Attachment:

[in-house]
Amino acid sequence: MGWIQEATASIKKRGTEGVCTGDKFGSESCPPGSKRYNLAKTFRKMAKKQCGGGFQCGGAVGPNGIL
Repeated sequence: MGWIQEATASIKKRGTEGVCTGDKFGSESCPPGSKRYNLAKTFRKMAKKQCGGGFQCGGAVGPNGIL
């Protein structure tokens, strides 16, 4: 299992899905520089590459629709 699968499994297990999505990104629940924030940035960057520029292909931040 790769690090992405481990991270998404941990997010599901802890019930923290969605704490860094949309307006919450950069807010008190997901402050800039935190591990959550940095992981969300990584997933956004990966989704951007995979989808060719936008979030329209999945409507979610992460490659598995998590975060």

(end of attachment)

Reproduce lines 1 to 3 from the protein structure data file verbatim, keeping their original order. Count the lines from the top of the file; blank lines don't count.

[in-house]
Amino acid sequence: MGWIQEATASIKKRGTEGVCTGDKFGSESCPPGSKRYNLAKTFRKMAKKQCGGGFQCGGAVGPNGIL
Repeated sequence: MGWIQEATASIKKRGTEGVCTGDKFGSESCPPGSKRYNLAKTFRKMAKKQCGGGFQCGGAVGPNGIL